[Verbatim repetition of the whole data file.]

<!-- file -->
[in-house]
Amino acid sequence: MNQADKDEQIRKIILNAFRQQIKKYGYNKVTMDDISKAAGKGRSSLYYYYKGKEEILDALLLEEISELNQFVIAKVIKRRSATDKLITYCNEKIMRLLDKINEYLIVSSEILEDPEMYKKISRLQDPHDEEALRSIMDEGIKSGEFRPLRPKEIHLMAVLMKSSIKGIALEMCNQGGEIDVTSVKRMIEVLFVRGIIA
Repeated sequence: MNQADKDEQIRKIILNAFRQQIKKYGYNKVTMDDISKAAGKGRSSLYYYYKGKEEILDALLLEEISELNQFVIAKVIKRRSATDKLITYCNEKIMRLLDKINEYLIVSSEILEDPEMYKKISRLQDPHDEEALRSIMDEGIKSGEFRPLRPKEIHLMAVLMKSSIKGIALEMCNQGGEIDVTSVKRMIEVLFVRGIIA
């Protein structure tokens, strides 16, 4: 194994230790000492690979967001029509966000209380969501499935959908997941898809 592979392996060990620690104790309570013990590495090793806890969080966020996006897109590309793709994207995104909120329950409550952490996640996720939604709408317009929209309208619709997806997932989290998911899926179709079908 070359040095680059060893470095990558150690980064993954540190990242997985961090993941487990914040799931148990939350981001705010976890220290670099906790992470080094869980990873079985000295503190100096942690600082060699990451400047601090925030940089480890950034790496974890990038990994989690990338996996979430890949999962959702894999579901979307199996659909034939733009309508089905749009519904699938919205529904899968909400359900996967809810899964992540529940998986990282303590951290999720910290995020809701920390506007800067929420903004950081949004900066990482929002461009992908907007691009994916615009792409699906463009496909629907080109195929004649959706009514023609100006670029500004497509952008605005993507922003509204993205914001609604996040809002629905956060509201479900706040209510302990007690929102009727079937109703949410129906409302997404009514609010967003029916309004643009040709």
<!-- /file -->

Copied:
[in-house]
Amino acid sequence: MNQADKDEQIRKIILNAFRQQIKKYGYNKVTMDDISKAAGKGRSSLYYYYKGKEEILDALLLEEISELNQFVIAKVIKRRSATDKLITYCNEKIMRLLDKINEYLIVSSEILEDPEMYKKISRLQDPHDEEALRSIMDEGIKSGEFRPLRPKEIHLMAVLMKSSIKGIALEMCNQGGEIDVTSVKRMIEVLFVRGIIA
Repeated sequence: MNQADKDEQIRKIILNAFRQQIKKYGYNKVTMDDISKAAGKGRSSLYYYYKGKEEILDALLLEEISELNQFVIAKVIKRRSATDKLITYCNEKIMRLLDKINEYLIVSSEILEDPEMYKKISRLQDPHDEEALRSIMDEGIKSGEFRPLRPKEIHLMAVLMKSSIKGIALEMCNQGGEIDVTSVKRMIEVLFVRGIIA
């Protein structure tokens, strides 16, 4: 194994230790000492690979967001029509966000209380969501499935959908997941898809 592979392996060990620690104790309570013990590495090793806890969080966020996006897109590309793709994207995104909120329950409550952490996640996720939604709408317009929209309208619709997806997932989290998911899926179709079908 070359040095680059060893470095990558150690980064993954540190990242997985961090993941487990914040799931148990939350981001705010976890220290670099906790992470080094869980990873079985000295503190100096942690600082060699990451400047601090925030940089480890950034790496974890990038990994989690990338996996979430890949999962959702894999579901979307199996659909034939733009309508089905749009519904699938919205529904899968909400359900996967809810899964992540529940998986990282303590951290999720910290995020809701920390506007800067929420903004950081949004900066990482929002461009992908907007691009994916615009792409699906463009496909629907080109195929004649959706009514023609100006670029500004497509952008605005993507922003509204993205914001609604996040809002629905956060509201479900706040209510302990007690929102009727079937109703949410129906409302997404009514609010967003029916309004643009040709």